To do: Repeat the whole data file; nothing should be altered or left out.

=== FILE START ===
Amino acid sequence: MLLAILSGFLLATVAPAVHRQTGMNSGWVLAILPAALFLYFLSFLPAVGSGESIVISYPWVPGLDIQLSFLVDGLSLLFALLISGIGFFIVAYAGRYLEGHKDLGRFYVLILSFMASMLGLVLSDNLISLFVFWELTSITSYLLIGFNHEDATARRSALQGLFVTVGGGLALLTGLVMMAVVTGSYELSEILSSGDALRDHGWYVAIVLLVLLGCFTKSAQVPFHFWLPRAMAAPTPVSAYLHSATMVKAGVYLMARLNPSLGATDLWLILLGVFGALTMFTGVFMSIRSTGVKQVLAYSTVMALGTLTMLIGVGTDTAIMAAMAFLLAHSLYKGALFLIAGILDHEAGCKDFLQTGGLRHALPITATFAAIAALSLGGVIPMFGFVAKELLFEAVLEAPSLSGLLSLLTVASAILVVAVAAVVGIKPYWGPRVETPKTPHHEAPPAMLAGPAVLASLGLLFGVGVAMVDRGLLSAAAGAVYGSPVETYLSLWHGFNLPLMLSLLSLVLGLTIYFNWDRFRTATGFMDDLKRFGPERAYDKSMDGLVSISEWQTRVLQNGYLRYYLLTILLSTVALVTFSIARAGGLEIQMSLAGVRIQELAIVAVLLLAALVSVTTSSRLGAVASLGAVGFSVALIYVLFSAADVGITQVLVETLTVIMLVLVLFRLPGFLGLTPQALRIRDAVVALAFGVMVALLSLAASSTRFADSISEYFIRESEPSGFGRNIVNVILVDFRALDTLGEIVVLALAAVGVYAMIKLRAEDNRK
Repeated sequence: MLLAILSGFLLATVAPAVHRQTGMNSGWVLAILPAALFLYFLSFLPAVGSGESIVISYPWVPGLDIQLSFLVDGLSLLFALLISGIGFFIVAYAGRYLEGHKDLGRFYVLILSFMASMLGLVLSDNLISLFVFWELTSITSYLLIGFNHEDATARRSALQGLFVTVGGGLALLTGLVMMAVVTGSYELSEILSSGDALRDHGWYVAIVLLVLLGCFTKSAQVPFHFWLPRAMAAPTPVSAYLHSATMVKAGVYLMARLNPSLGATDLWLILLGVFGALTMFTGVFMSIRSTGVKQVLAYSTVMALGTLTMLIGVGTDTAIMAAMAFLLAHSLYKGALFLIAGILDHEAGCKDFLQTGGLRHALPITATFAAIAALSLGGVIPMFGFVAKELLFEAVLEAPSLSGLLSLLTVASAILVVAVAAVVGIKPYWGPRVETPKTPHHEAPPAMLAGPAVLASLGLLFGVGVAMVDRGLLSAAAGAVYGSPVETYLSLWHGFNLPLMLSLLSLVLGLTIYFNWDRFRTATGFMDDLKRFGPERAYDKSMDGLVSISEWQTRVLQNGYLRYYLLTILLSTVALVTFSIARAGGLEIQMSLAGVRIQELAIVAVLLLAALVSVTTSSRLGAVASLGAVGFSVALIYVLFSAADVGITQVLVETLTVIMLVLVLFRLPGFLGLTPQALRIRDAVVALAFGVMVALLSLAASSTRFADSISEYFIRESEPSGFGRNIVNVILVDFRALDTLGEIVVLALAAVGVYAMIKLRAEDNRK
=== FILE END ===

Amino acid sequence: MLLAILSGFLLATVAPAVHRQTGMNSGWVLAILPAALFLYFLSFLPAVGSGESIVISYPWVPGLDIQLSFLVDGLSLLFALLISGIGFFIVAYAGRYLEGHKDLGRFYVLILSFMASMLGLVLSDNLISLFVFWELTSITSYLLIGFNHEDATARRSALQGLFVTVGGGLALLTGLVMMAVVTGSYELSEILSSGDALRDHGWYVAIVLLVLLGCFTKSAQVPFHFWLPRAMAAPTPVSAYLHSATMVKAGVYLMARLNPSLGATDLWLILLGVFGALTMFTGVFMSIRSTGVKQVLAYSTVMALGTLTMLIGVGTDTAIMAAMAFLLAHSLYKGALFLIAGILDHEAGCKDFLQTGGLRHALPITATFAAIAALSLGGVIPMFGFVAKELLFEAVLEAPSLSGLLSLLTVASAILVVAVAAVVGIKPYWGPRVETPKTPHHEAPPAMLAGPAVLASLGLLFGVGVAMVDRGLLSAAAGAVYGSPVETYLSLWHGFNLPLMLSLLSLVLGLTIYFNWDRFRTATGFMDDLKRFGPERAYDKSMDGLVSISEWQTRVLQNGYLRYYLLTILLSTVALVTFSIARAGGLEIQMSLAGVRIQELAIVAVLLLAALVSVTTSSRLGAVASLGAVGFSVALIYVLFSAADVGITQVLVETLTVIMLVLVLFRLPGFLGLTPQALRIRDAVVALAFGVMVALLSLAASSTRFADSISEYFIRESEPSGFGRNIVNVILVDFRALDTLGEIVVLALAAVGVYAMIKLRAEDNRK
Repeated sequence: MLLAILSGFLLATVAPAVHRQTGMNSGWVLAILPAALFLYFLSFLPAVGSGESIVISYPWVPGLDIQLSFLVDGLSLLFALLISGIGFFIVAYAGRYLEGHKDLGRFYVLILSFMASMLGLVLSDNLISLFVFWELTSITSYLLIGFNHEDATARRSALQGLFVTVGGGLALLTGLVMMAVVTGSYELSEILSSGDALRDHGWYVAIVLLVLLGCFTKSAQVPFHFWLPRAMAAPTPVSAYLHSATMVKAGVYLMARLNPSLGATDLWLILLGVFGALTMFTGVFMSIRSTGVKQVLAYSTVMALGTLTMLIGVGTDTAIMAAMAFLLAHSLYKGALFLIAGILDHEAGCKDFLQTGGLRHALPITATFAAIAALSLGGVIPMFGFVAKELLFEAVLEAPSLSGLLSLLTVASAILVVAVAAVVGIKPYWGPRVETPKTPHHEAPPAMLAGPAVLASLGLLFGVGVAMVDRGLLSAAAGAVYGSPVETYLSLWHGFNLPLMLSLLSLVLGLTIYFNWDRFRTATGFMDDLKRFGPERAYDKSMDGLVSISEWQTRVLQNGYLRYYLLTILLSTVALVTFSIARAGGLEIQMSLAGVRIQELAIVAVLLLAALVSVTTSSRLGAVASLGAVGFSVALIYVLFSAADVGITQVLVETLTVIMLVLVLFRLPGFLGLTPQALRIRDAVVALAFGVMVALLSLAASSTRFADSISEYFIRESEPSGFGRNIVNVILVDFRALDTLGEIVVLALAAVGVYAMIKLRAEDNRK